Wednesday, 24 October 2012

The Unitary Patent Package: 12 reasons for concern

German intellectual property scholar Matthias Lamping, a Senior Research Fellow at the Max Planck Institute for Intellectual Property and Competition Law, Munich, has been assiduously following the increasingly tense and acerbic debate over the future of Europe's patent grant and enforcement infrastructure.  He has reminded this blogger that the attention of PatLit readers may not have been directed to the Institute's recent objective and reasoned critique of the currently-proposed package of legal reforms.  As Matthias explains:
The Unitary Patent Package: 12 Reasons for Concern

The Max Planck Institute for Intellectual Property and Competition Law, which has functioned as a politically and economically unbiased centre of legal competence for European intellectual property legislation ever since its foundation in 1966, is a well-recognized scientific commentator and adviser on the evolution of European patent law.

The Institute considers a balanced, innovation-friendly and uniform patent system as being indispensable for Europe. However, the current patent package is deemed to be both dangerous and misguided. While a superficial glance may create the false impression of a patent law advancement through the proposal, it instead actually threatens to forestall the necessary legal progress and innovation capacities for the foreseeable future.

These concerns of the Max Planck Institute are shared by experts throughout Europe. Likewise, within a considerable sector of industry, doubts are harboured as to the proposed system's efficiency. Large undertakings might indeed benefit from a reinforcement of their patent portfolios through the proposed system. However, small and medium-sized enterprises are particularly likely to experience significant obstacles to their innovation activities.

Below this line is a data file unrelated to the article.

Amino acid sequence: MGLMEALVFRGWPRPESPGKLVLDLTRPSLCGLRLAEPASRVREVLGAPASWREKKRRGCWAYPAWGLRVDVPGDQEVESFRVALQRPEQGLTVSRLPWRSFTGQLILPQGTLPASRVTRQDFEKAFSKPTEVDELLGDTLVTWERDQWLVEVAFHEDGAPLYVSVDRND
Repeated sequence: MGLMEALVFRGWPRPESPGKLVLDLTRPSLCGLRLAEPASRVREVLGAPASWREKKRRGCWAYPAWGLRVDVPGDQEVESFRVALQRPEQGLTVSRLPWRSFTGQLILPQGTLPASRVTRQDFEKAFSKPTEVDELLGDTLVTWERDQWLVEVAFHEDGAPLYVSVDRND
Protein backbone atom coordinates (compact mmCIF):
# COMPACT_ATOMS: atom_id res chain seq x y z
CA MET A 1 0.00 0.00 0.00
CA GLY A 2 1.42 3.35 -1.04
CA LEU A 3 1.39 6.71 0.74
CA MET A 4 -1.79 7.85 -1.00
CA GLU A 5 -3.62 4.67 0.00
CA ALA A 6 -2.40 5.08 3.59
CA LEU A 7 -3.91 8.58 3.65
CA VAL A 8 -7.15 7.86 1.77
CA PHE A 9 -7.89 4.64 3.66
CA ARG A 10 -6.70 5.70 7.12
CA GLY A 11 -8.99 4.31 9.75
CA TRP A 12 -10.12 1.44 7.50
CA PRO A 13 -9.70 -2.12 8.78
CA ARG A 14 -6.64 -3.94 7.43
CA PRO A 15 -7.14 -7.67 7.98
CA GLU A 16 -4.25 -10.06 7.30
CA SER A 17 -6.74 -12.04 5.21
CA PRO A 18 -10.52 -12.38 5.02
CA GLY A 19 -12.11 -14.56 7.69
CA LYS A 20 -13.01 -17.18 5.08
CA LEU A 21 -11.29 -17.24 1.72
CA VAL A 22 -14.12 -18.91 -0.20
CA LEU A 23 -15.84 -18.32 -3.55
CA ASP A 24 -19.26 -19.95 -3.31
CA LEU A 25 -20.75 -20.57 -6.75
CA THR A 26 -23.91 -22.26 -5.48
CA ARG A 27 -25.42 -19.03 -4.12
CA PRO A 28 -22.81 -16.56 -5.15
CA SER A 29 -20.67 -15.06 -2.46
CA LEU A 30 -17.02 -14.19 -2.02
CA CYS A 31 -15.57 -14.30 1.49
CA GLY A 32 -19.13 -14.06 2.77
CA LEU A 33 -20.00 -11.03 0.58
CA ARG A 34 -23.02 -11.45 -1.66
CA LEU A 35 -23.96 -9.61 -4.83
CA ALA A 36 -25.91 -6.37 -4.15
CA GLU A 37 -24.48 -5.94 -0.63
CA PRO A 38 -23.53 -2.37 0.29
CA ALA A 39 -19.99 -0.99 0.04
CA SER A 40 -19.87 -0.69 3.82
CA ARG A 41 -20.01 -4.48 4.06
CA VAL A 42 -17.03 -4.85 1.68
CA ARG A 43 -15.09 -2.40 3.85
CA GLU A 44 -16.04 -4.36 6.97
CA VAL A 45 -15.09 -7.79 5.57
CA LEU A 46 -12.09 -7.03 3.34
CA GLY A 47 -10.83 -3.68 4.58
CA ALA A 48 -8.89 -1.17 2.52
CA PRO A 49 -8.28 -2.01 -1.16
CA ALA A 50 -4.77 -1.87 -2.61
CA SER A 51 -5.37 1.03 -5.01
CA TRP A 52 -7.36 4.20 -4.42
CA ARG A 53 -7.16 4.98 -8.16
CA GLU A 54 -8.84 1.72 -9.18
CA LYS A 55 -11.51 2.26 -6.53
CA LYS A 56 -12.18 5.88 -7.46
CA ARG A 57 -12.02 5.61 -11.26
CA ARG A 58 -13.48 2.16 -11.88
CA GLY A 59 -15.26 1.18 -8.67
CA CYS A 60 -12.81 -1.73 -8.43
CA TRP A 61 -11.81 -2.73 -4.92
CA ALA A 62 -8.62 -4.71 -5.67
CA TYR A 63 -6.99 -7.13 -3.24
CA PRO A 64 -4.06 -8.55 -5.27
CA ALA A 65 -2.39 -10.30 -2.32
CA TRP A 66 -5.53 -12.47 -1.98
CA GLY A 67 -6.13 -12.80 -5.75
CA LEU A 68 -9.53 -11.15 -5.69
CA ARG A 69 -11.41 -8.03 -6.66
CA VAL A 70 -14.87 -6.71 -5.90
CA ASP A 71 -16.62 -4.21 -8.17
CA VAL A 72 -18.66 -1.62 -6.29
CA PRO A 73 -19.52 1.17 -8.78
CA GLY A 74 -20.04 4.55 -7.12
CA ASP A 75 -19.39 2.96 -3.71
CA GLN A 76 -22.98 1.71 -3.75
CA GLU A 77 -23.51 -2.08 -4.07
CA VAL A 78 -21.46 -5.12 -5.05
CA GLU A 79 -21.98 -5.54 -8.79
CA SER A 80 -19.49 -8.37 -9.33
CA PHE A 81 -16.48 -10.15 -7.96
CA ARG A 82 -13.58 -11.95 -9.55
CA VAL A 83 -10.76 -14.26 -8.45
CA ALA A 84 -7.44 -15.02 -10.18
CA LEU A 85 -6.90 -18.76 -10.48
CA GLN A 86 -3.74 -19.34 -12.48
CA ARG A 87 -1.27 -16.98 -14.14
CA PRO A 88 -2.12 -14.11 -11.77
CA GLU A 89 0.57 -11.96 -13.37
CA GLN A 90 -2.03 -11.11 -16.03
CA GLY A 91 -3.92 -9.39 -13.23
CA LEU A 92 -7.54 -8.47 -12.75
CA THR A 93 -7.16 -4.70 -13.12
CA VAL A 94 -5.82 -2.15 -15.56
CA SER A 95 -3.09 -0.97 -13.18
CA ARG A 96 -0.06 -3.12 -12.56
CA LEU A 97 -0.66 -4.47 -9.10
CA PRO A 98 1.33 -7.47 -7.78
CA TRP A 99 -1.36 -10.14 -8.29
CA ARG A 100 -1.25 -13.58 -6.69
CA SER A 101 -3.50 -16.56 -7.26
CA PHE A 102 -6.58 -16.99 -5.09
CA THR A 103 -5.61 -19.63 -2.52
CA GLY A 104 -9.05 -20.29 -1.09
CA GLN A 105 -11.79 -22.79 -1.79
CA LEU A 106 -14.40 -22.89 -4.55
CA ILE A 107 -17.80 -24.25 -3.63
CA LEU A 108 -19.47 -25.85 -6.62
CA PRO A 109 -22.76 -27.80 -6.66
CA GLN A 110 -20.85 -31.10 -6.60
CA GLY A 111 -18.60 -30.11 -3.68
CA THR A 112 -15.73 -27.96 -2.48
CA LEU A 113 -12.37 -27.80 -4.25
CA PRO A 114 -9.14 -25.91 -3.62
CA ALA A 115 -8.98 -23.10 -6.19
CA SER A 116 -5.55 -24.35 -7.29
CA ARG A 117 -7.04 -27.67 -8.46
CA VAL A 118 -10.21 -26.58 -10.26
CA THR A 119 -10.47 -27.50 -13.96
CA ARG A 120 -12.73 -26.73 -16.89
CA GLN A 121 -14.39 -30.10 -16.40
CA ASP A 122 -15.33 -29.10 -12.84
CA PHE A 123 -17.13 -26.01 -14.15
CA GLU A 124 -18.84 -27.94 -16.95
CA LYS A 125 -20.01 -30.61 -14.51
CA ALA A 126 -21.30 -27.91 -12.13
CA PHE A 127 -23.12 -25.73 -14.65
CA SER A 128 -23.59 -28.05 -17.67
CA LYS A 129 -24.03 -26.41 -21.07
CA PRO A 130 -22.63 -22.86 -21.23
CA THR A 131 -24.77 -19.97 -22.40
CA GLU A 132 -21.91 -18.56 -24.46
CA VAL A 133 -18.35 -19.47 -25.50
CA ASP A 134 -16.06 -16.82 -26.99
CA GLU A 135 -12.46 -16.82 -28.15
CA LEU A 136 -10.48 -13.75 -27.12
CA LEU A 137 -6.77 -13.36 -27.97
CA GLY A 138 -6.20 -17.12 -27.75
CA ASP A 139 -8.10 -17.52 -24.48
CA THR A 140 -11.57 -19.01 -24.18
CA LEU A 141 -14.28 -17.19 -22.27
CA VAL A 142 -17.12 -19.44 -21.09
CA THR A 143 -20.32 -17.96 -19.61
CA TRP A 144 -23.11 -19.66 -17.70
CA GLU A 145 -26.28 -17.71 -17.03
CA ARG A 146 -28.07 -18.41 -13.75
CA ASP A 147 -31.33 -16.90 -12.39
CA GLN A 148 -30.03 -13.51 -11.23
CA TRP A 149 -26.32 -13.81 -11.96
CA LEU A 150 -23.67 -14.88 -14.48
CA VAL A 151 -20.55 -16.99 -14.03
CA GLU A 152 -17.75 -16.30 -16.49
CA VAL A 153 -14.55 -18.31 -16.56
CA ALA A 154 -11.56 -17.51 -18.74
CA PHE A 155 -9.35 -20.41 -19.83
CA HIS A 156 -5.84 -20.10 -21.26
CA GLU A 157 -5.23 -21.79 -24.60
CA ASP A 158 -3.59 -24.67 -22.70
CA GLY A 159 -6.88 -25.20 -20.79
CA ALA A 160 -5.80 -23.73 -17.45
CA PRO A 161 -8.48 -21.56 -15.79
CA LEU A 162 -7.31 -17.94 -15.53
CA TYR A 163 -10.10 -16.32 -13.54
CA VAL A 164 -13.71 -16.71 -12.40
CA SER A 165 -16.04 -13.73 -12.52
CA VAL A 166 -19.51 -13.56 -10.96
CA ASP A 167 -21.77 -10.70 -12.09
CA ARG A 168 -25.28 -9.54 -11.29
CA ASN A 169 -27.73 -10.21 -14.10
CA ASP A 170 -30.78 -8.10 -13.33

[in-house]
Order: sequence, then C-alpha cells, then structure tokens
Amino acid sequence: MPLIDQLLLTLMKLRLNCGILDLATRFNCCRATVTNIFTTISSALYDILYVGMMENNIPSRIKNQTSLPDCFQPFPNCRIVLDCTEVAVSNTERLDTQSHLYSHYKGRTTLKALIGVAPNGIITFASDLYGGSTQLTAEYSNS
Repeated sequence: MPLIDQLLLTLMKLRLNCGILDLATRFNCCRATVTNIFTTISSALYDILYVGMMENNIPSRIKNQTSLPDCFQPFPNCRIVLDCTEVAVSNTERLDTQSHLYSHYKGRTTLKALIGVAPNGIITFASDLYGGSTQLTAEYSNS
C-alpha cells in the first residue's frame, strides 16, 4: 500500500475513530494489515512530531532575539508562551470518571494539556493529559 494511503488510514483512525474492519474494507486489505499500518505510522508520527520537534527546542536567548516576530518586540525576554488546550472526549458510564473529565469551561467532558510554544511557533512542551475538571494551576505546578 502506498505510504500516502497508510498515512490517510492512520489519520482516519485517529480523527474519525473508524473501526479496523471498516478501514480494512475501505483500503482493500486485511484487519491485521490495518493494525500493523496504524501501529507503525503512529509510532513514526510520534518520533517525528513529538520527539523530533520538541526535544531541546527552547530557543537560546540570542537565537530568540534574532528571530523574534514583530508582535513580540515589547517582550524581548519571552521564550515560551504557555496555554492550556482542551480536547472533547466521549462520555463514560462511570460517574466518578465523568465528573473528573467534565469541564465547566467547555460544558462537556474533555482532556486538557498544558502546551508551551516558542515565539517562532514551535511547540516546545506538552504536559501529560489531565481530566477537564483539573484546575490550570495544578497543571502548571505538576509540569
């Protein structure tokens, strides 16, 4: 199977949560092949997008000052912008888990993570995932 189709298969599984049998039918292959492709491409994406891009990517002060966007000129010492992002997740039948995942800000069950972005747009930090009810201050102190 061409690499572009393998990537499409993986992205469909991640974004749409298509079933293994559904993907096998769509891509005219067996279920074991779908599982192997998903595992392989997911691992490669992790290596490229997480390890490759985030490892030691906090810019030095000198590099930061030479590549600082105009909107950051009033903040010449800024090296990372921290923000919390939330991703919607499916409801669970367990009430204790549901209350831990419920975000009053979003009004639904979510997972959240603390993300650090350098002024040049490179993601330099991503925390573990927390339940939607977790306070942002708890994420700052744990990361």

Criticism of the package is underpinned by a series of legal arguments which can be found here. Many of these points remain quite unchallenged in the current debate. Yet remedies are only promised for the time after the entry into force of the package. Experience shows that, particularly in relation to legislation for intellectual property, promises of subsequent improvement are unlikely to be fulfilled. Consequently, it might prove disastrous to implement a patent system which is already known to be detrimental from both the legal as well as the innovation perspectives. Much rather, the correct course must be set now. Against this background, the Institute believes it is indispensable to reconsider the content of the Unitary Patent Package afresh.
This blogger feels that, given its impressive track record over the past decades for highly-focused and responsible, reasoned analysis of intellectual property issues, the Max Planck Institute has earned the right to be listened to and for its comments to be taken seriously. Arguably, the Institute has provided a greater contribution to the development of a harmonised, functional integrated intellectual property system in Europe than any other institution -- including the European Commission.

1 comment:

Gibus said...

I've re-published the analysis of the Max-Plank Institute with an enhanced comment system:

This may interest this blog's readers to add their comments...